Economic multipliers make it possible to calculate the effect of the dairy industry on the economic activity of South Dakota. Alvaro Garcia, South Dakota Cooperative Extension Dairy Specialist, said that a 2004 report from the University of Wisconsin Dairy Marketing and Risk Management Program addressed the economic dairy multipliers of each state and the U.S. as a whole. Information for this report was obtained from the U.S. Bureau of Economic Analysis, USDA/NASS, and the National Milk Producers Federation. “Under the current economic conditions and with unemployment for the U.S. close to 10 percent, it is important to quantify how much each additional dollar generated by the dairy industry impacts job generation,” Garcia said. “Nationally, employment multipliers calculate the number of jobs created by increasing dairy sales by $1 million. We can use the formula to evaluate how South Dakota’s dairy industry feeds employment.”

Garcia said the employment multiplier attributed to dairy is greater for South Dakota with 25.6 new jobs per $1 million in sales compared with neighboring dairy states such as Minnesota.

“The multiplier in Minnesota is slightly lower than ours, it stands at 23.6. So in terms of production, every time we add 100 dairy cows to the state, we increase milk production by 2 million pounds and milk sales by $300,000, resulting in approximately 8 new jobs” said Garcia. “The 1.89 billion pounds of milk produced during 2009 resulted in $261 million in cash receipts and 6,685 jobs generated.”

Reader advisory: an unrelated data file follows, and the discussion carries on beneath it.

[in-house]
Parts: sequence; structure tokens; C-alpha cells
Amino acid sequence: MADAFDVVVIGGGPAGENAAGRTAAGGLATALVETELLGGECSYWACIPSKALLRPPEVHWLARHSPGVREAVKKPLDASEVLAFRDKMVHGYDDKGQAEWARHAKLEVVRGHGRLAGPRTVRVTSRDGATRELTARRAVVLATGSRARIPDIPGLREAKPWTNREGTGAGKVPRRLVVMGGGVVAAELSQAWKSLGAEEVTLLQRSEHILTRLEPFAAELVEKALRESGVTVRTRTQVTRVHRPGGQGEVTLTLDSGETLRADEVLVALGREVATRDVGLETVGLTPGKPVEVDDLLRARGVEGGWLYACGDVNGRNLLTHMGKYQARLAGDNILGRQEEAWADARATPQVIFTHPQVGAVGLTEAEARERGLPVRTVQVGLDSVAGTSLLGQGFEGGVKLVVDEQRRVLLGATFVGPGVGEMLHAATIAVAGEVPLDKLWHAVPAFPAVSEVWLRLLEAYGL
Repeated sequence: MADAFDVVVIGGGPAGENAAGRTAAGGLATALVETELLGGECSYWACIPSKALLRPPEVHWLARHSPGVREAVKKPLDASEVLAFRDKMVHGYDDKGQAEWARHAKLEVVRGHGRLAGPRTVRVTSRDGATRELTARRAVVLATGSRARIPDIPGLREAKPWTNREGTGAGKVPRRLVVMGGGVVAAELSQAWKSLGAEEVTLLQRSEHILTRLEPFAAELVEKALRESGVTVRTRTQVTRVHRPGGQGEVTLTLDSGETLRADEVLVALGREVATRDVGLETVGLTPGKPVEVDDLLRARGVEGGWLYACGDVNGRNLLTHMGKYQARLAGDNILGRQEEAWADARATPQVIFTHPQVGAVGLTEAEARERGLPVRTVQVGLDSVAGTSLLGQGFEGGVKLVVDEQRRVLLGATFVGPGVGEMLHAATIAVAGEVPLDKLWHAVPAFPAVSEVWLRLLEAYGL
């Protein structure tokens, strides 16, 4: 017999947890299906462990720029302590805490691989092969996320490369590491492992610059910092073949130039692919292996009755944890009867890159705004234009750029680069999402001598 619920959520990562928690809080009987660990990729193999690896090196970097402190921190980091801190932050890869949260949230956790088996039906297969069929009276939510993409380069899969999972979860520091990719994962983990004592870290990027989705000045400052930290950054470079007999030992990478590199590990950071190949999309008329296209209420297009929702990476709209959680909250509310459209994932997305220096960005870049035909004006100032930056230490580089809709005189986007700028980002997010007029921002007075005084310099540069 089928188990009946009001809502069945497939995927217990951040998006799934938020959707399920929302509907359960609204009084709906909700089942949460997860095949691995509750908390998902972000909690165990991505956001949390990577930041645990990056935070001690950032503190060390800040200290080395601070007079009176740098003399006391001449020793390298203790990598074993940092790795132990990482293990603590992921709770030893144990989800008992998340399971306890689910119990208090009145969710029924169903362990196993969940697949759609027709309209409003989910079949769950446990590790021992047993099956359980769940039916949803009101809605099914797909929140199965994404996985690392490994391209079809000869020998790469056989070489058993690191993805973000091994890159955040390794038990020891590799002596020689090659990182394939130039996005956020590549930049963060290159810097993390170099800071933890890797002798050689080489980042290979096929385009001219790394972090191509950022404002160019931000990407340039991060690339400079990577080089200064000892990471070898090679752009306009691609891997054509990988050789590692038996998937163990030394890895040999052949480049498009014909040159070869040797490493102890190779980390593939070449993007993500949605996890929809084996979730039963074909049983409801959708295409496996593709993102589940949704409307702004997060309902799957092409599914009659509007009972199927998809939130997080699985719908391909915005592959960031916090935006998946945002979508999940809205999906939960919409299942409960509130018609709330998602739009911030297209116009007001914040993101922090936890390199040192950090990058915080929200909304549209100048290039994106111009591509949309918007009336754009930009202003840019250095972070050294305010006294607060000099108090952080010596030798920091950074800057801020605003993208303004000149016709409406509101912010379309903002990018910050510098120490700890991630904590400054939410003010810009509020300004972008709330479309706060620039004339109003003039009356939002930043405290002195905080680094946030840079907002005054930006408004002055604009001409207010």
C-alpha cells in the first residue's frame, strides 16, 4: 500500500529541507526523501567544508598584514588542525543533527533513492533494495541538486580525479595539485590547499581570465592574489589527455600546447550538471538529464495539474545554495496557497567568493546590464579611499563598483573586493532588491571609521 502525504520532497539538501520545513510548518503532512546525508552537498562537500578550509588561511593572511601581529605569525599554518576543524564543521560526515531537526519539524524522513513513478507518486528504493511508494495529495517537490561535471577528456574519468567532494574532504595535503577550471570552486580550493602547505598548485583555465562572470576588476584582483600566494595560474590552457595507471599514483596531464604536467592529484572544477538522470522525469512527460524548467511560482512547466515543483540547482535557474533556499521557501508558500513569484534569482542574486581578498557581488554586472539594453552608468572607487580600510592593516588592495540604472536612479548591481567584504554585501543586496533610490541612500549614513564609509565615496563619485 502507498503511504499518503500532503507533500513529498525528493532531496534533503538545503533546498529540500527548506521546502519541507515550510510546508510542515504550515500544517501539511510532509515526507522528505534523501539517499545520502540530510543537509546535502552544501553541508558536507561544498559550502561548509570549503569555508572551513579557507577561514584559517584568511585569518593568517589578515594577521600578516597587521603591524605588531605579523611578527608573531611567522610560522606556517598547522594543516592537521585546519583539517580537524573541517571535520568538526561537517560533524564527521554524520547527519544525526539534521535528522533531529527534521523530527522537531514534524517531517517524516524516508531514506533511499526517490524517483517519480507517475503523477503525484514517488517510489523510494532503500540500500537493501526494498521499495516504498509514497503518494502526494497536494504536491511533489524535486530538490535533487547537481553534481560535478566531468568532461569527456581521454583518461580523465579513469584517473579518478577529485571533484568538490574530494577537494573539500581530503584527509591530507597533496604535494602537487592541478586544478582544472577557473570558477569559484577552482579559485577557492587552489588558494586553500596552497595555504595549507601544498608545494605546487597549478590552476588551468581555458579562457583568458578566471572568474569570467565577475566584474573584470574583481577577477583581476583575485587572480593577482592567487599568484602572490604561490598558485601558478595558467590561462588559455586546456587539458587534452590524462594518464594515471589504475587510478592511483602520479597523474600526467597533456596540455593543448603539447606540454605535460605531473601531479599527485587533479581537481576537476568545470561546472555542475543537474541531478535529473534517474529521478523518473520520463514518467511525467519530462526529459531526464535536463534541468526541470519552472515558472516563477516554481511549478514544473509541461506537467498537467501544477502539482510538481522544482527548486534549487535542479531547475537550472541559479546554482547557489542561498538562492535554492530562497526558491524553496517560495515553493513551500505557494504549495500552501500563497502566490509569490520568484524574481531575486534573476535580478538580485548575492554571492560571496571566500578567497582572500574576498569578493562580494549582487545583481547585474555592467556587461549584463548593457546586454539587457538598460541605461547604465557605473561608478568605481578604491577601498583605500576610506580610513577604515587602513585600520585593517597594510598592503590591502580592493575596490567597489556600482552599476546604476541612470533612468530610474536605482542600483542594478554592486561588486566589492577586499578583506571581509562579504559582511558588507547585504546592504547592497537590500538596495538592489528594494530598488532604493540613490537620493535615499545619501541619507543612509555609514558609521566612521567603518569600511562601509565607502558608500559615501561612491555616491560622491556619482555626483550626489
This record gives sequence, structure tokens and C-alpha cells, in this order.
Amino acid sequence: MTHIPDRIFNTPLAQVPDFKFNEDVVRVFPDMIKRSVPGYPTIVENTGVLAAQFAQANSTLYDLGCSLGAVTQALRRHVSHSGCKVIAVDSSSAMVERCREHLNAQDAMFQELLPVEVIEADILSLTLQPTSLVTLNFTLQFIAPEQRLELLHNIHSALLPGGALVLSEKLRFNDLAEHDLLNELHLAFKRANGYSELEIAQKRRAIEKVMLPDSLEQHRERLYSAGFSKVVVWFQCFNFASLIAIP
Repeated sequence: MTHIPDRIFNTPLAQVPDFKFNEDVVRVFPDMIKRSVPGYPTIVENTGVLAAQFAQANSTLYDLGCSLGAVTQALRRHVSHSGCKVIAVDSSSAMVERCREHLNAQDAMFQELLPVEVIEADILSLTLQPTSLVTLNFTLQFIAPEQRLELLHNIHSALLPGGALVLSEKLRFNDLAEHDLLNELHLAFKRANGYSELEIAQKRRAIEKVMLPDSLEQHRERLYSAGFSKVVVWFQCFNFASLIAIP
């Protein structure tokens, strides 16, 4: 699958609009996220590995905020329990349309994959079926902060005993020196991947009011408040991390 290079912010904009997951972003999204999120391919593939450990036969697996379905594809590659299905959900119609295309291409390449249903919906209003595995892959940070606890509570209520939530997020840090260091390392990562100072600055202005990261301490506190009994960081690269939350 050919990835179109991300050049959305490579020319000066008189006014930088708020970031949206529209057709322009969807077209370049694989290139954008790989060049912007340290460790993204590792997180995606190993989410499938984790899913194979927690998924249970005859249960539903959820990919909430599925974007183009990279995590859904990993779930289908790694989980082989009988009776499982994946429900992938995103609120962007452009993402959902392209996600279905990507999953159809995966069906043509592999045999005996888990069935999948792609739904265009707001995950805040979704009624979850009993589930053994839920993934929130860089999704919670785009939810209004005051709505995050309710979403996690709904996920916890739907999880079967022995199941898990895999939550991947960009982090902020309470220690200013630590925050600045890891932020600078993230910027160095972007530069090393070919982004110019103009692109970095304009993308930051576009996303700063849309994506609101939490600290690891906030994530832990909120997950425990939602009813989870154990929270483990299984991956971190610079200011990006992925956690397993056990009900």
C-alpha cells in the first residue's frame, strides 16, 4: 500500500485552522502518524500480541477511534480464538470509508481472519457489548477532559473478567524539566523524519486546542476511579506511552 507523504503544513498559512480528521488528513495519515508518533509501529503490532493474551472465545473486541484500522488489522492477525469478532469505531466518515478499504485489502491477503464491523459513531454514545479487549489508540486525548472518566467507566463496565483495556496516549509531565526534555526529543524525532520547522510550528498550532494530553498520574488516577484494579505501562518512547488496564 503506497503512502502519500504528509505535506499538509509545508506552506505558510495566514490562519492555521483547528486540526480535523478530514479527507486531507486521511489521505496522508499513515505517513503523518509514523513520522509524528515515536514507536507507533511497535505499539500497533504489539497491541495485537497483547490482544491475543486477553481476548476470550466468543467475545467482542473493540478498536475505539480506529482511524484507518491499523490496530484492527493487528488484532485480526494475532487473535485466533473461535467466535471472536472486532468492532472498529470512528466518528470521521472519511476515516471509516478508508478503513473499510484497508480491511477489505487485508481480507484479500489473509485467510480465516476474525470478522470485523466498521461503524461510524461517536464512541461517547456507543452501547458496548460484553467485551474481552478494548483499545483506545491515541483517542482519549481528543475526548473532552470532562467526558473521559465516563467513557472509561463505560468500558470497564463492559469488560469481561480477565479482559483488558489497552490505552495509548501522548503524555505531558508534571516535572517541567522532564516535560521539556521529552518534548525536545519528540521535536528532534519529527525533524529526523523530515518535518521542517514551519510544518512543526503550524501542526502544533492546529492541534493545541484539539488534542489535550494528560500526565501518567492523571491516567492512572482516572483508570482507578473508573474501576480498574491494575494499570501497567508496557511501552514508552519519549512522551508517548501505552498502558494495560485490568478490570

Garcia added that often, when the terms jobs and dairies are used in the same sentence, it is logical to think of those directly related to the farm.

“But money generated by dairy farms has a large impact on other local businesses as well. The economic impact of the nearly 95,000 dairy cows in the state in 2009 was estimated in close to $1.5 billion,” Garcia said. “Of this figure, 68 percent goes to dairy processing and manufacturing, 15 percent for dairy farm products, 7 percent for services, 4 percent for wholesale and retail trade, and the rest goes for financials, agriculture, utilities, transportation, raw materials, and construction.”


South Dakota dairy cow numbers have dropped to 91,000 for the third quarter of 2010. Garcia said that while cow numbers dropped by nearly 4 percent, it is notable that production only decreased by 1.7 percent overall.

“We saw a decrease from 481 million pounds in the third quarter of 2009 to 473 million pounds in that of 2010,” he said. “The base milk price was nearly $3 higher this quarter compared to a year ago, and although some producers are still barely breaking even this year, they still have a slightly higher effect on job generation.”

Garcia said current statistics not only show how important dairy production is for South Dakota’s economy on a per capita basis, but also how losing dairies will decrease overall household income and have a negative impact on direct and indirect jobs. PD

—From South Dakota Sate University Ag News release